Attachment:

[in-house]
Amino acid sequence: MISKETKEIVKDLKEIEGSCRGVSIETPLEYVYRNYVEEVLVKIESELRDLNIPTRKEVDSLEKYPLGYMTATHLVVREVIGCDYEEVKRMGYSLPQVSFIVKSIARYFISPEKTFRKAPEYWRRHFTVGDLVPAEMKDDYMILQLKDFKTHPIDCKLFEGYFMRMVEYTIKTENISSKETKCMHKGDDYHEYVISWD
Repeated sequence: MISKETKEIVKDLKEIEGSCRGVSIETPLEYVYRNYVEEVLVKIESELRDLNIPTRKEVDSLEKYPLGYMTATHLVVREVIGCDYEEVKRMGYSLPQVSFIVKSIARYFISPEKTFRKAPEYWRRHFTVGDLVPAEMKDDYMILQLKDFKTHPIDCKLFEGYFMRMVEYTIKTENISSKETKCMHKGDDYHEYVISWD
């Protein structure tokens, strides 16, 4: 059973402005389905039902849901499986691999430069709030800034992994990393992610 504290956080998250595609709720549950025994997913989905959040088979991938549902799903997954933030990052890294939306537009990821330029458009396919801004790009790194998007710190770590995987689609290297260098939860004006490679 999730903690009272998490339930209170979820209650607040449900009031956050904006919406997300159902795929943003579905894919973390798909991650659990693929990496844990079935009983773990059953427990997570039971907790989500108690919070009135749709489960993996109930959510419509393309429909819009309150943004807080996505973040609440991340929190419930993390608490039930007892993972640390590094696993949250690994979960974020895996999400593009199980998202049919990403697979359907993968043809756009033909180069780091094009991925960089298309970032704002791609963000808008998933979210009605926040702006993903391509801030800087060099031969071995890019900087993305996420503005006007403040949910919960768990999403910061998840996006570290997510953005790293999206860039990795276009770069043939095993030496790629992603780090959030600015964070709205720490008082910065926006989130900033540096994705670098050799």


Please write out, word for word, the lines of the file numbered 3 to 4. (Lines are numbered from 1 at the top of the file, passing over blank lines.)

Repeated sequence: MISKETKEIVKDLKEIEGSCRGVSIETPLEYVYRNYVEEVLVKIESELRDLNIPTRKEVDSLEKYPLGYMTATHLVVREVIGCDYEEVKRMGYSLPQVSFIVKSIARYFISPEKTFRKAPEYWRRHFTVGDLVPAEMKDDYMILQLKDFKTHPIDCKLFEGYFMRMVEYTIKTENISSKETKCMHKGDDYHEYVISWD
């Protein structure tokens, strides 16, 4: 059973402005389905039902849901499986691999430069709030800034992994990393992610 504290956080998250595609709720549950025994997913989905959040088979991938549902799903997954933030990052890294939306537009990821330029458009396919801004790009790194998007710190770590995987689609290297260098939860004006490679 999730903690009272998490339930209170979820209650607040449900009031956050904006919406997300159902795929943003579905894919973390798909991650659990693929990496844990079935009983773990059953427990997570039971907790989500108690919070009135749709489960993996109930959510419509393309429909819009309150943004807080996505973040609440991340929190419930993390608490039930007892993972640390590094696993949250690994979960974020895996999400593009199980998202049919990403697979359907993968043809756009033909180069780091094009991925960089298309970032704002791609963000808008998933979210009605926040702006993903391509801030800087060099031969071995890019900087993305996420503005006007403040949910919960768990999403910061998840996006570290997510953005790293999206860039990795276009770069043939095993030496790629992603780090959030600015964070709205720490008082910065926006989130900033540096994705670098050799």